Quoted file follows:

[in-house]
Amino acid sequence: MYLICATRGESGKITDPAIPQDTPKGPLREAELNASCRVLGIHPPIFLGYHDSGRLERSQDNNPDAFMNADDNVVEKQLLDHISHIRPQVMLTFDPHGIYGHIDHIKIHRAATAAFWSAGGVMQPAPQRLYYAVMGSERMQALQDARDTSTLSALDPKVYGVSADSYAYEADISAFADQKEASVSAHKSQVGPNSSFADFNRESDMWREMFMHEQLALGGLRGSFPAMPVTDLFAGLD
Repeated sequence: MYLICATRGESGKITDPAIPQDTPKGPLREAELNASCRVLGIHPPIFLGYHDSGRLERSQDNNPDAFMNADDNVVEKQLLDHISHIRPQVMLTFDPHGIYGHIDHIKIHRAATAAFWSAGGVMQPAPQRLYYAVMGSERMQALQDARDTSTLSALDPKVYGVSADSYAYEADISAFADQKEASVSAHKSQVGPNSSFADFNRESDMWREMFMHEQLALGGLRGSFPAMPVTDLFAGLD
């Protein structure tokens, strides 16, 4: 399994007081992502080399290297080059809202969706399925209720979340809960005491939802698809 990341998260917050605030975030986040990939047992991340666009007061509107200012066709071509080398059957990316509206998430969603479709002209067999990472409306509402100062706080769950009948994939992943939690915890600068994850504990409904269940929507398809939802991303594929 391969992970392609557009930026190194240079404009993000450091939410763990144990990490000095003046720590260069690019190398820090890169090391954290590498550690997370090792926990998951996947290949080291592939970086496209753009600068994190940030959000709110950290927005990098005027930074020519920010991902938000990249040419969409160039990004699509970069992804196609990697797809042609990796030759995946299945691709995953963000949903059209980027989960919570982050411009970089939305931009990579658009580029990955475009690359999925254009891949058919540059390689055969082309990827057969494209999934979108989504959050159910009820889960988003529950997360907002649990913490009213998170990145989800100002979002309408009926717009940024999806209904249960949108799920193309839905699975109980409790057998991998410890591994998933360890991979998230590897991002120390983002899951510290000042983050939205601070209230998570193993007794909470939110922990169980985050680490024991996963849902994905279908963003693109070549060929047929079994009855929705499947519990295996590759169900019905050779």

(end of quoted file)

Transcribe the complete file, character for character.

[in-house]
Amino acid sequence: MYLICATRGESGKITDPAIPQDTPKGPLREAELNASCRVLGIHPPIFLGYHDSGRLERSQDNNPDAFMNADDNVVEKQLLDHISHIRPQVMLTFDPHGIYGHIDHIKIHRAATAAFWSAGGVMQPAPQRLYYAVMGSERMQALQDARDTSTLSALDPKVYGVSADSYAYEADISAFADQKEASVSAHKSQVGPNSSFADFNRESDMWREMFMHEQLALGGLRGSFPAMPVTDLFAGLD
Repeated sequence: MYLICATRGESGKITDPAIPQDTPKGPLREAELNASCRVLGIHPPIFLGYHDSGRLERSQDNNPDAFMNADDNVVEKQLLDHISHIRPQVMLTFDPHGIYGHIDHIKIHRAATAAFWSAGGVMQPAPQRLYYAVMGSERMQALQDARDTSTLSALDPKVYGVSADSYAYEADISAFADQKEASVSAHKSQVGPNSSFADFNRESDMWREMFMHEQLALGGLRGSFPAMPVTDLFAGLD
């Protein structure tokens, strides 16, 4: 399994007081992502080399290297080059809202969706399925209720979340809960005491939802698809 990341998260917050605030975030986040990939047992991340666009007061509107200012066709071509080398059957990316509206998430969603479709002209067999990472409306509402100062706080769950009948994939992943939690915890600068994850504990409904269940929507398809939802991303594929 391969992970392609557009930026190194240079404009993000450091939410763990144990990490000095003046720590260069690019190398820090890169090391954290590498550690997370090792926990998951996947290949080291592939970086496209753009600068994190940030959000709110950290927005990098005027930074020519920010991902938000990249040419969409160039990004699509970069992804196609990697797809042609990796030759995946299945691709995953963000949903059209980027989960919570982050411009970089939305931009990579658009580029990955475009690359999925254009891949058919540059390689055969082309990827057969494209999934979108989504959050159910009820889960988003529950997360907002649990913490009213998170990145989800100002979002309408009926717009940024999806209904249960949108799920193309839905699975109980409790057998991998410890591994998933360890991979998230590897991002120390983002899951510290000042983050939205601070209230998570193993007794909470939110922990169980985050680490024991996963849902994905279908963003693109070549060929047929079994009855929705499947519990295996590759169900019905050779």